Posted on Friday, January 27th, 2012
Beethoven isn’t the only St. Bernard with a job! Long before the handsome pooch starred on the silver screen, the St. Bernard earned its keep by saving lives in snowy weather. The Saint Bernard’s namesake comes from a portion of the Swiss Alps known as the Great St. Bernard Pass, which is snowy and dangerous for most of the year.
In the 18th century, travelers frequently became lost, injured, or buried in avalanches and monks used the breed to help with rescue missions. St. Bernards were sent to help in pairs. Their job was to find buried travelers and dig through the snow. One dog would lie on top of the injured to provide warmth, while the other dog would return to the monastery to alert the monks of the stranded traveler. According to legend, casks of liquor were strapped around the dogs’ collars to warm up travelers. The dogs were so good at their jobs that when Napoleon and his 250,000 soldiers crossed through the pass between 1790 and 1810, not a single soldier lost his life!
• Compared to today’s St. Bernards, the dogs used in Alpine rescue were smaller in size, had shorter reddish brown and white fur and a longer tail. They were bred with English Mastiffs which resulted in their current appearance.
• Before being officially recognized as a breed, St. Bernards had many different nicknames, including Hospice Dogs, Alpine Mastiffs, Mountain Dogs, Swiss Alpine Dogs and St. Bernard Mastiffs. The Swiss Kennel Club recognized them as St. Bernard in 1880.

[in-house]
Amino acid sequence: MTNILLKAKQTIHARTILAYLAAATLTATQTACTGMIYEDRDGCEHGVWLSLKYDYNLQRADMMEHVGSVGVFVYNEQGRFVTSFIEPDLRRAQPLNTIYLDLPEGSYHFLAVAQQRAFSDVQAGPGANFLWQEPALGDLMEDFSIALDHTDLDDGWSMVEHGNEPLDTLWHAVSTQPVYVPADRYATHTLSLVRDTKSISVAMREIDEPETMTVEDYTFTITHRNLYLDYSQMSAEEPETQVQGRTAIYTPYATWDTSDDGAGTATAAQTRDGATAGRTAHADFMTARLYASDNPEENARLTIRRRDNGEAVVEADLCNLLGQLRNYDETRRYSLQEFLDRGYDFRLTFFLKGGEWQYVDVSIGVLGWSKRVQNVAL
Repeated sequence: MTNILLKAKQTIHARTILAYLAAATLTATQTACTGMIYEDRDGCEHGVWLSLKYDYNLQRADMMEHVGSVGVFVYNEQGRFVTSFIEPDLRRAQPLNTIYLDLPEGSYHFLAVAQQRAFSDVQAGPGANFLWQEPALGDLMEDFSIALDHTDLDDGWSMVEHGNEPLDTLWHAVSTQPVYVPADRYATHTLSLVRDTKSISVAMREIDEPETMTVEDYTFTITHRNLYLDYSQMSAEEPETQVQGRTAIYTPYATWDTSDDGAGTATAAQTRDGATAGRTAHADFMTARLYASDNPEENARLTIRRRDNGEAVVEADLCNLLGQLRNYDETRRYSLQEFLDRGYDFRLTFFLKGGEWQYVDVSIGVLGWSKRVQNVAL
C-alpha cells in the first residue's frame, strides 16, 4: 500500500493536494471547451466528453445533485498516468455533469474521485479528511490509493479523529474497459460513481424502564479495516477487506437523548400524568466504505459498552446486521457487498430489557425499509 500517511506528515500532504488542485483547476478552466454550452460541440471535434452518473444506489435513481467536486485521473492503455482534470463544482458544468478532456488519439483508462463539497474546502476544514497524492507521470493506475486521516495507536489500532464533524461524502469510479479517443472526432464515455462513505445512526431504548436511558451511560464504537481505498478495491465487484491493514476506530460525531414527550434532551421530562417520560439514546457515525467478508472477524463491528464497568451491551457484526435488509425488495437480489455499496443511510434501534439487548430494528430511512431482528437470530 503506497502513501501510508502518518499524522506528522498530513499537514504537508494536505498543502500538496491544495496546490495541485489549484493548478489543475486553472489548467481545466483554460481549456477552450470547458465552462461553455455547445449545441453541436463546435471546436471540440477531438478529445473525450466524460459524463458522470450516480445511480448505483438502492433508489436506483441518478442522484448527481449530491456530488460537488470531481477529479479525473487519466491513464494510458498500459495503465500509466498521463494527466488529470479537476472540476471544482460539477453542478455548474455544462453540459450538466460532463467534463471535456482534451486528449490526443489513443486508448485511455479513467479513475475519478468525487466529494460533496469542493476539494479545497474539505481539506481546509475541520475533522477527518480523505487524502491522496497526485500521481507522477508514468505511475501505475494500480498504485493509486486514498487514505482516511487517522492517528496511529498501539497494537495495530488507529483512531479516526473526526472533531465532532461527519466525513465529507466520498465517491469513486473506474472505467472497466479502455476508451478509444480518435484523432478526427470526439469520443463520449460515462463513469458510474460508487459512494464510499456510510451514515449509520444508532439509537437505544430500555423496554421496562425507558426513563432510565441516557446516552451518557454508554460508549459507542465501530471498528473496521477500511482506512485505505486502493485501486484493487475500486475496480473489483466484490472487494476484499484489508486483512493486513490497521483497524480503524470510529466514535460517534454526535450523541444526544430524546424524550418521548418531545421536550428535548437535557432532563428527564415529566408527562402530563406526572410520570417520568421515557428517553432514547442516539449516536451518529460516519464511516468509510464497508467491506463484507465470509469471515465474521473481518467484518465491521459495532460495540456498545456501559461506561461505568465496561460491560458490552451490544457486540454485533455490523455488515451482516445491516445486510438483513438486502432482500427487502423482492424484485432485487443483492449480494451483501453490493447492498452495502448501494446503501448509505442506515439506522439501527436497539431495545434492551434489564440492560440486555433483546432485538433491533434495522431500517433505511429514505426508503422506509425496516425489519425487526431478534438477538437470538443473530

• A St Bernard is often credited for saving Manchester United, one of the world’s largest soccer teams from going bankrupt. The legend goes that in 1902 when the club owed sizable debts, captain Harry Stafford was showing off his prized St Bernard at a fundraiser when he was approached by a wealthy brewery owner, J.H.Davis, who wanted to buy the dog. Stafford refused the offer but managed to convince him to buy the club, saving Manchester United from financial ruin.
Today, St. Bernards are not used for alpine rescues as much as before, but do but do participate in a variety of dog sports including carting and weight pulling. They are, however, still trained at the Barry Foundation in Switzerland for alpine rescues.